Elnathan John Portrait
© Hartwig Klappert

Guest 2017.


An einem Dienstag geboren


Heidelberg, 2017

[Ü: Susann Urban]

Elnathan John [ Nigeria, Germany ]

Elnathan John was born in Kaduna in northwestern Nigeria in 1982. He trained and worked as a lawyer until 2012, when he decided to write full-time.

John’s short stories have appeared in different publications, such as »Per Contra«, »ZAM Magazine« and »Sentinel Nigeria«. In 2013, his short story »Bayan Layi« was nominated for the Caine Prize for African Writing. Another of his stories, »Flying« (2015), also made it to that prize’s shortlist two years later. His first novel, »Born on a Tuesday« (2015), is a moving exploration of Islamic radicalization in northern Nigeria. Drawing on the story of young boys he grew up around, John developed a novel that spans the period from 2003 to the present. His protagonist, Dantala, is a young almajiri, an itinerant muslim scholar, in a fictional Nigerian town Bayan Layi, which can be loosely translated as »back streets« and which points to the marginal nature of the location. Instead of attending Quranic school, Dantala joins a gang given the task of carrying out an arson attack on the office of an opposition party. After the attack, Dantala flees from the police to the city of Sokoto, where he finds refuge in a mosque. Attracted by the charismatic Sheik Jamal, he ends up increasingly in the grip of that man’s movement as well as the radicalized elements within. Dantala experiences the confusion of first love, meets political ideologies head-on and has to decide who to fight for and what type of Muslim – and man – he wants to be. John’s debut is clearly a Bildungsroman; the fundamentalist group Boko Haram is not explicitly named, but the novel is a clear reference to real conditions in northern Nigeria and provides insights into its hermetic world. John wrote the novel in English, but the Hausa language is ever-present in the form of many quotations. The voices that dominate the events are garrulous, noisy and shaped by Islamist violence, and stand in sharp contrast to the silent female figures who articulate themselves primarily through body language. John uses a concise, direct form of speech that he adapts to each respective character; on the one hand, this allows the reader to experience the full brutality of events, on the other, however, he makes sure not to leave out humorous moments in his protagonists’ life. »Born on a Tuesday« made it to the shortlist of the NLNG Nigerian Prize for Literature in 2016 as well as the shortlists of the Republic of Consciousness Prize, Betty Trask Prize, and Hurston/Wright Legacy Award for Debut Fiction all in 2017.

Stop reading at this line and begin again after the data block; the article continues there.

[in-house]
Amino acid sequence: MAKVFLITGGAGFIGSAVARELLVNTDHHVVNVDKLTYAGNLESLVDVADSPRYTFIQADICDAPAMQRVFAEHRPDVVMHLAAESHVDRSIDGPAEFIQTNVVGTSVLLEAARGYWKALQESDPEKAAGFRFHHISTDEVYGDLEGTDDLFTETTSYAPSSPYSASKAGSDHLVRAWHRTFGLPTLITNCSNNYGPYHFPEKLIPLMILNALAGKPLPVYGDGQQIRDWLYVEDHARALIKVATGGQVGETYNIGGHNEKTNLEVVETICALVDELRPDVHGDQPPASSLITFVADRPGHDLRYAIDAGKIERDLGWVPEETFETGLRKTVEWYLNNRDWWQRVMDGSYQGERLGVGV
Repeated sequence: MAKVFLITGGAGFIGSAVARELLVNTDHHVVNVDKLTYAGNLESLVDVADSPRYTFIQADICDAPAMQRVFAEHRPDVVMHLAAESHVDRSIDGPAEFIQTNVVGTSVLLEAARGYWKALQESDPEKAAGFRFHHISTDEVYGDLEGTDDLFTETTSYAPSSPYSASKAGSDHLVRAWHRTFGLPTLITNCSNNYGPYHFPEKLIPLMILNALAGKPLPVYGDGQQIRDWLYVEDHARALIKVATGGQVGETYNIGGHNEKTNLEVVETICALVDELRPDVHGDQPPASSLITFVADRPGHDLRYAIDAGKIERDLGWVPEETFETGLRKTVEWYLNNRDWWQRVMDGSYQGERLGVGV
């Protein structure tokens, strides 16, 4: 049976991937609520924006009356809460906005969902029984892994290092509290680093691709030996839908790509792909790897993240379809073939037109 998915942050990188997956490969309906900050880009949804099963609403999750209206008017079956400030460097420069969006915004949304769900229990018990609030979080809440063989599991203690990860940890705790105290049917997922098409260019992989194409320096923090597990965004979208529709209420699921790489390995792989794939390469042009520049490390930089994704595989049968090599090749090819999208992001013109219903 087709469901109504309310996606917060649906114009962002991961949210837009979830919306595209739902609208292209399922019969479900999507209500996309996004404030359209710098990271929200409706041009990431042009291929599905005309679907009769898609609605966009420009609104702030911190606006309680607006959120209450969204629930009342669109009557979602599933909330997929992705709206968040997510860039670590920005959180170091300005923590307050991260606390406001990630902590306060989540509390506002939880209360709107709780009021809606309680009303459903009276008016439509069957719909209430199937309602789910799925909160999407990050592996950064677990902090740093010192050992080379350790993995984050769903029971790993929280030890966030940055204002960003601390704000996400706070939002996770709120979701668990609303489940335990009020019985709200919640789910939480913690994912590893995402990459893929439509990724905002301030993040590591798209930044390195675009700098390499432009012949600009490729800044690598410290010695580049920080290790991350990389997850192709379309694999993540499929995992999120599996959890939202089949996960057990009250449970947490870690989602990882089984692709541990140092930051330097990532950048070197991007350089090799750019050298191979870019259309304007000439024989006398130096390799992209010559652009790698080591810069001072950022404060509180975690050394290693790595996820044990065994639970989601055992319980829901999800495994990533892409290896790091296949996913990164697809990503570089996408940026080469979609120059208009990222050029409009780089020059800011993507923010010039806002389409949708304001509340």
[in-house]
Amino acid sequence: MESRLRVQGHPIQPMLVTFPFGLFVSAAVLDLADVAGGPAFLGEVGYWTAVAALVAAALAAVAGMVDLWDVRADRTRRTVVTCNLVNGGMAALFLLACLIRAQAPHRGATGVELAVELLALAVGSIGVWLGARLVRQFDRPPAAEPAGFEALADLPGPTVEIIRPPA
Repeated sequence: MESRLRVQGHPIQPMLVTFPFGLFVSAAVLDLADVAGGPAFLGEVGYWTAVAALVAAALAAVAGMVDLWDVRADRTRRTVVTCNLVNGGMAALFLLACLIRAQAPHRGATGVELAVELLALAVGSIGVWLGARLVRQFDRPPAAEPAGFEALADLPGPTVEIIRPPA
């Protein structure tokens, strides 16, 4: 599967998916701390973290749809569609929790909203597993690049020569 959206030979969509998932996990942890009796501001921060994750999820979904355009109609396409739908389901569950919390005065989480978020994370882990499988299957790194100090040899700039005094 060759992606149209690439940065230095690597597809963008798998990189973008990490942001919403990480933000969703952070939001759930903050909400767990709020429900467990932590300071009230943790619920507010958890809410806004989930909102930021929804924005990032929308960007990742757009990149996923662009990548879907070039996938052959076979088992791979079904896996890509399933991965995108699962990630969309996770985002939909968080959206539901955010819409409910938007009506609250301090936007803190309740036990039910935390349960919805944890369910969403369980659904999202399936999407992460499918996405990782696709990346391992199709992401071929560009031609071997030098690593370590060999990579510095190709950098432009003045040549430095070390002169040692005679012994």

Elnathan John’s non fiction covers subjects including pastoralism, gender non-conformism in northern Nigeria, and political satire. He lives between Nigeria and Germany.